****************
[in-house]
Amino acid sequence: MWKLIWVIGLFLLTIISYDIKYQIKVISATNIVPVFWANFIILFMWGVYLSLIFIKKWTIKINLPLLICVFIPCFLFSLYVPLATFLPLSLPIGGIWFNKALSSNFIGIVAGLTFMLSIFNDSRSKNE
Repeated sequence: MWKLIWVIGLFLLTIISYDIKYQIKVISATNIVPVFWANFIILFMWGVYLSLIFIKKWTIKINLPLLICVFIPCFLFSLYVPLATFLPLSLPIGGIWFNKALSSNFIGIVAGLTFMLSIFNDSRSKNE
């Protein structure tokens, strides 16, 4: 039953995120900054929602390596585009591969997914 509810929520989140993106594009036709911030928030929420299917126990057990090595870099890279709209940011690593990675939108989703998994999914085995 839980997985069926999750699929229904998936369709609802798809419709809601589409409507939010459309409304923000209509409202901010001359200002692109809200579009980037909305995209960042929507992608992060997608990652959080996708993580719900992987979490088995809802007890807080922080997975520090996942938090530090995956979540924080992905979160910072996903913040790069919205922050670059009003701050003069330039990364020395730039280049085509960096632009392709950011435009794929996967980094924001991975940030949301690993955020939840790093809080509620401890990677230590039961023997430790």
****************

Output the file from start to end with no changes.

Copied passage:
[in-house]
Amino acid sequence: MWKLIWVIGLFLLTIISYDIKYQIKVISATNIVPVFWANFIILFMWGVYLSLIFIKKWTIKINLPLLICVFIPCFLFSLYVPLATFLPLSLPIGGIWFNKALSSNFIGIVAGLTFMLSIFNDSRSKNE
Repeated sequence: MWKLIWVIGLFLLTIISYDIKYQIKVISATNIVPVFWANFIILFMWGVYLSLIFIKKWTIKINLPLLICVFIPCFLFSLYVPLATFLPLSLPIGGIWFNKALSSNFIGIVAGLTFMLSIFNDSRSKNE
């Protein structure tokens, strides 16, 4: 039953995120900054929602390596585009591969997914 509810929520989140993106594009036709911030928030929420299917126990057990090595870099890279709209940011690593990675939108989703998994999914085995 839980997985069926999750699929229904998936369709609802798809419709809601589409409507939010459309409304923000209509409202901010001359200002692109809200579009980037909305995209960042929507992608992060997608990652959080996708993580719900992987979490088995809802007890807080922080997975520090996942938090530090995956979540924080992905979160910072996903913040790069919205922050670059009003701050003069330039990364020395730039280049085509960096632009392709950011435009794929996967980094924001991975940030949301690993955020939840790093809080509620401890990677230590039961023997430790």